37000 L/min. Estimate the required volume of service storage.

Solution: 237600m
3
.

Example: A water-supply system is to be designed in an area where the minimum
allowable pressure in the distribution system is 300kPa. A hydraulic analysis of the
distribution network under average daily demand conditions indicates that the head
loss between the low-pressure service location, which has a pipeline elevation of
5.4m and the location of the elevated storage tank is 10m. Under maximum hourly
demand conditions, the head loss between the low-pressure service location and the
elevated storage tank is 12m. Determine the normal operating range for the water
stored in the elevated tank.

Solution: From 48m to 46 m.

Pipe Network Systems

P-9
P-8
P-
7
P-
6
P-
5
P-
4
P-3
P-2
P-
1
T-1
J-1 J-2 J-3
T-2
J-4
J-5 J-6
C1
C4 C5
C6
C2
C3

1 + + =
f p j eq
N N N N

N
eq
= Number of equations required
N
j
= number of junction nodes
N
l
= number of loops
N
f
= number of Fixed Grade Nodes (e.g. elevated reservoirs)

In the above figure
9 1 2 2 6 = + + =
eq
N

9

Conditions to satisfy:
1. The algebraic sum of the pressure drops around any closed loop must be zero
2. The flow entering a junction must equal the flow leaving it.

Hardy Cross Method
A + =
a
Q Q

= Q
Actual flow rate
=
a
Q
Assumed flow rate
= A
Correction

0 ) ( = A +

x
a
Q K

0
2
1
2 2 1
= + A

+ A +

x
a
x
a
x
a
Q xK
x
Q xK KQ

For small values of correction
0
1
= A +

x
a
x
a
KxQ KQ

= A
1 x
a
x
a
xKQ
KQ

Example: Determine the discharge in each line and the pressure at each junction node
for the pipe network shown below using Hardy Cross method. The pipe and junction
data is given in the table below.
10

P-
7
P-6
P-5
P-
4
P-3
P-2
P-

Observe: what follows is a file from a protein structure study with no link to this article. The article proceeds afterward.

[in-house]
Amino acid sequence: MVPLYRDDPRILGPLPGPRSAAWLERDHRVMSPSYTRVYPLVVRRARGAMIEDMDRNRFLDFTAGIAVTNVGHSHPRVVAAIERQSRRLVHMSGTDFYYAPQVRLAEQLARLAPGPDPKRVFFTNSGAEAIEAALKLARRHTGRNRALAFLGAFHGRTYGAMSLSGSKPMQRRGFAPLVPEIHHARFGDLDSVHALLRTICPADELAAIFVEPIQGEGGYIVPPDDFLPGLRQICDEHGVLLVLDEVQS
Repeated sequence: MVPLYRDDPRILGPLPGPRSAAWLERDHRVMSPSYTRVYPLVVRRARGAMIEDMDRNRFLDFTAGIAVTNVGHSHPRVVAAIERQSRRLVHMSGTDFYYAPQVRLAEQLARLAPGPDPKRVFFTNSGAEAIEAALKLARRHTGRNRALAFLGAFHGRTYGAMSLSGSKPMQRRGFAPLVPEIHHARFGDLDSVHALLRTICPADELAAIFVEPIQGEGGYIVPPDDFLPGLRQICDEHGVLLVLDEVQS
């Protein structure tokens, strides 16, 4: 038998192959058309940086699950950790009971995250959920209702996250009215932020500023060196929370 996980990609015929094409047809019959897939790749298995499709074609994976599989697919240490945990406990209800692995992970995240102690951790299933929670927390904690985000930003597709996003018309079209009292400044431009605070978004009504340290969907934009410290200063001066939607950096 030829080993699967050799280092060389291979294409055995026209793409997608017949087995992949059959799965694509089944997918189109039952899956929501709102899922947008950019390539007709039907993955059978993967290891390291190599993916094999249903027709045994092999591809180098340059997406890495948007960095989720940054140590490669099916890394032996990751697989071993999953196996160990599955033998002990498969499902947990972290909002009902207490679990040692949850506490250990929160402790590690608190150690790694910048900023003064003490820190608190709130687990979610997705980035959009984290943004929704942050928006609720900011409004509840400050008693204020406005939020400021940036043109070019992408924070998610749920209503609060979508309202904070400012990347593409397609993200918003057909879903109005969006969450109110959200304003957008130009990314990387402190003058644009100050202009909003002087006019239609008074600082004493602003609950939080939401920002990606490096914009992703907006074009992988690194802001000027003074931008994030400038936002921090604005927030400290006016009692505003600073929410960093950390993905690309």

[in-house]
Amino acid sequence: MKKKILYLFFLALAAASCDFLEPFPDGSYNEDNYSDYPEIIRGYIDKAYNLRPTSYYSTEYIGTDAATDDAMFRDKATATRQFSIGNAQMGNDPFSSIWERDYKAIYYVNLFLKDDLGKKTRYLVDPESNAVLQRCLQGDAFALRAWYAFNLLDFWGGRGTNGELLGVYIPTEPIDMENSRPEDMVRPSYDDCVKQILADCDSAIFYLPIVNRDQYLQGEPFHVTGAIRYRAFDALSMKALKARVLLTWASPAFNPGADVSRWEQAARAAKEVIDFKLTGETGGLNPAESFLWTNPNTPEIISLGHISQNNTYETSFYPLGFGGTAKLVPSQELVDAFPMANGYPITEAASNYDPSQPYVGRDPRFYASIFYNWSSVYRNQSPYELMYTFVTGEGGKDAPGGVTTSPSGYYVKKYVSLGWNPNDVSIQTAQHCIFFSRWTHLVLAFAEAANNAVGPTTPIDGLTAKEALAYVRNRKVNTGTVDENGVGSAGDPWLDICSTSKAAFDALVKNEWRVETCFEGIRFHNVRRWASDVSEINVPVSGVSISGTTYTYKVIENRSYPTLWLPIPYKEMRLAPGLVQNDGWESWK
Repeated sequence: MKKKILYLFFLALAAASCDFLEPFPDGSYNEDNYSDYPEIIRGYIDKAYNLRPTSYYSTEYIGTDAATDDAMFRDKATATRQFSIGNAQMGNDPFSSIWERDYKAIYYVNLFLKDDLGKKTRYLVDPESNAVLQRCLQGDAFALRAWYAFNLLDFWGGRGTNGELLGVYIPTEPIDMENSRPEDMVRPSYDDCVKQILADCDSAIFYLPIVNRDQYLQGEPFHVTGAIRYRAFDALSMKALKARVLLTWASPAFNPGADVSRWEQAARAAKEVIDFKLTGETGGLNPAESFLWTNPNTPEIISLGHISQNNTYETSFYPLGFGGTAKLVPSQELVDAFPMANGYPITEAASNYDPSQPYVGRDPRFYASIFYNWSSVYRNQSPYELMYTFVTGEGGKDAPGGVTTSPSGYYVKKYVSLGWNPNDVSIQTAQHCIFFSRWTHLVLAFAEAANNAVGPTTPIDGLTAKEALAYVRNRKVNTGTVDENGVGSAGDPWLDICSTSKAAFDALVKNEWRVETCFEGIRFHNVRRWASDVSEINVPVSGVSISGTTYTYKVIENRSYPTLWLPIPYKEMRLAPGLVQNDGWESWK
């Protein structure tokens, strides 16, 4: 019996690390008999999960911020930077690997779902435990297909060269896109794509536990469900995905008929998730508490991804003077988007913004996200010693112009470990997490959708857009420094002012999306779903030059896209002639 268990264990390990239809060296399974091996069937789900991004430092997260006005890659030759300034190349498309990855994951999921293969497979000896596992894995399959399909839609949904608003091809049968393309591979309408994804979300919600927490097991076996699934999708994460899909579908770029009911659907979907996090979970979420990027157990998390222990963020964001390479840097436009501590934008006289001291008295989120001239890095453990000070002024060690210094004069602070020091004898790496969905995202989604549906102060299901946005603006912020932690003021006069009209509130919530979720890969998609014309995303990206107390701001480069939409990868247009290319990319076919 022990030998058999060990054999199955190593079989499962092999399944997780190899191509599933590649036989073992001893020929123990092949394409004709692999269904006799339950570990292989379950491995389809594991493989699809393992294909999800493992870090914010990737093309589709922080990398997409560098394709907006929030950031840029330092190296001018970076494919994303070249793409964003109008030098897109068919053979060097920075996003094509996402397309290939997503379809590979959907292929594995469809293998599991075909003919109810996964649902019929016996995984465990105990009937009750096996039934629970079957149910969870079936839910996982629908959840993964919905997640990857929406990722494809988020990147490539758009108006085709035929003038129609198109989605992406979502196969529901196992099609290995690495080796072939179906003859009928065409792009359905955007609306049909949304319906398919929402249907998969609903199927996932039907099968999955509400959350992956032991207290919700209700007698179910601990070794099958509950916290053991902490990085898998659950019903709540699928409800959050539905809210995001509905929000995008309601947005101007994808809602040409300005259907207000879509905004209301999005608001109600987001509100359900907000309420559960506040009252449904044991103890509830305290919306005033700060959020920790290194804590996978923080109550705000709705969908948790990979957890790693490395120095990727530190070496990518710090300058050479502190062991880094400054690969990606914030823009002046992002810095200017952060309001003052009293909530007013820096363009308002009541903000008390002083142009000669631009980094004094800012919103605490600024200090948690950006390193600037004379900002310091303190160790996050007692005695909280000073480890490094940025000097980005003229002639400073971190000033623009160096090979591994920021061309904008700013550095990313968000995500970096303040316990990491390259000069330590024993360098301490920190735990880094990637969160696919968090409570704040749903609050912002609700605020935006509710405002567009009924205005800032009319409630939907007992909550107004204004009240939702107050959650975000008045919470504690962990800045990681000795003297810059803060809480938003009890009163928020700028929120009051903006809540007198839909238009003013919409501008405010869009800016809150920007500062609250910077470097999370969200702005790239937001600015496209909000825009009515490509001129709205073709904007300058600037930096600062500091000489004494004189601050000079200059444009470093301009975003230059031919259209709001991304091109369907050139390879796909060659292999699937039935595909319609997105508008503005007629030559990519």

1
A
B
J-1
J-2
J-3
J-4
C4
C1
C3
C2

Line Nodes Length(m) Diameter(cm) f K(s
2
/m
5
)
1 A-1 300 30 0.015 153.0
2 1-2 250 20 0.019 1226.5
3 1-3 200 20 0.019 981.2
4 2-3 220 15 0.02 4787.6
5 2-4 180 20 0.019 883.1
6 3-4 250 20 0.019 1226.5
7 4-B 270 25 0.017 388.4

Node Elevation(m) Demand(L/s)
A 126 -
B 123 -
1 96 56
2 99 112
3 93 28
4 90 85

From Darcy-Weisbach formula,
2
KQ h
L
=
, where
5 2
8
gD
fL
K
t
=

HGL elevation at the end of pipe = HGL elevation at the beginning-Head loss

.) . . ( El G El HGL p =

11

P-
7
P-6
P-5
P-
4
P-3
P-2
P-
1
J-1
A
J-2
B
J-3
J-4

1 167.9 5.61
2 58.4 4.78
3 53.5 3.22
4 16.4 1.55
5 37.2 1.42
6 9.1 0.13
7 113.1 5.97

Node Elevation(m) HGL (m) p(kPa)
A 126
1 96 120.39 239.3
2 99 115.61 163.0
3 93 117.17 237.1
4 90 117.03 265.2
B 123

12
Linear Method
Hardy Cross method requires an initial estimate of the flow that should be close to the
final solution.
Linear method is a very stable method in which all the equations are solved
simultaneously.
Each nonlinear head loss term is linearized using first two terms in Taylor series:
) ( ) ( ) ( q Q
q
f
q f Q f
c
c
+ =

q= flow rate from previous iteration
Q= unknown flow rate.

So,
' ) (
1
D DQ q Q nKq Kq KQ
n n n
+ = + =

where
n n
Kq n D nKq D ) 1 ( '
1
= =

For loops with pumps, nonlinear pump characteristic equation (LHS) is replaced with
linear equation (RHS):
' ) )( 2 (
2 2
E EQ q Q B Aq H Bq Aq H BQ AQ + = + + + + = + +

where
2
' 2 Aq H E B Aq E = + =

Example: Write down the equations to solve the following network by linear method.

P-
7
P-6
P-5
P-
4
P-3
P-2
P-
1
A
B
J-1
J-2
J-3
J-4
C4
C1
C3
C2

Solution: First of all we assume the direction of flow in each pipe.

13

P-7
P-6
P-5
P-4
P-3
P-2
P-1
A
B
J-1
J-2
J-3
J-4
C4
C1
C3
C2

Continuity equations:

0
0
0
0
4 7 6 5
3 6 4 3
2 5 4 2
1 3 2 1
= +
= +
= + +
=
C Q Q Q
C Q Q Q
C Q Q Q
C Q Q Q

Loop equations (clockwise positive):

A B
z z Q K Q K Q K Q K
Q K Q K Q K
Q K Q K Q K
= + +
= +
=
2
7 7
2
5 5
2
2 2
2
1 1
2
6 6
2
5 5
2
4 4
2
4 4
2
3 3
2
2 2
0
0

The continuity equations are already linear, so linearizing the loop equations we get:
7 7 5 2 1 7 7 5 5 2 2 1 1
6 6 5 4 6 6 5 5 4 4
5 4 3 2 4 4 3 3 2 2
C D D D D z z Q D Q D Q D Q D
C D D D Q D Q D Q D
C D D D Q D Q D Q D
A B
=
'

'

'
+
'
+ = + +
=
'

'
+
'
= +
=
'
+
'
+
'
=

In matrix form the above equations can be written as follows:

| || | | | C Q A =

Where
| | A
is coefficient matrix and
| | C
is a column matrix of constants.

14

(
(
(
(
(
(
(
(
(

=
(
(
(
(
(
(
(
(
(

(
(
(
(
(
(
(
(
(

7
6
5
4
3
2
1
7
6
5
4
3
2
1
7 5 2 1
6 5 4
4 3 2
0 0 0
0 0 0 0
0 0 0 0
1 1 1 0 0 0 0
0 1 0 1 1 0 0
0 0 1 1 0 1 0
0 0 0 0 0 1 1
C
C
C
C
C
C
C
Q
Q
Q
Q
Q
Q
Q
D D D D
D D D
D D D

Solving for the flow rates:
| | | | | | C A Q
1
=

For the initial iteration a velocity of 1m/s may be assumed in each pipe. The
computed flow rates (Q) become estimated flow rates (q) for the next iteration. The
iterative process is continued until the equations converge to a solution. In other
words when the value of

=
=

N
i
i
N
i
i i
Q
q Q
1
1

is within a specified limit.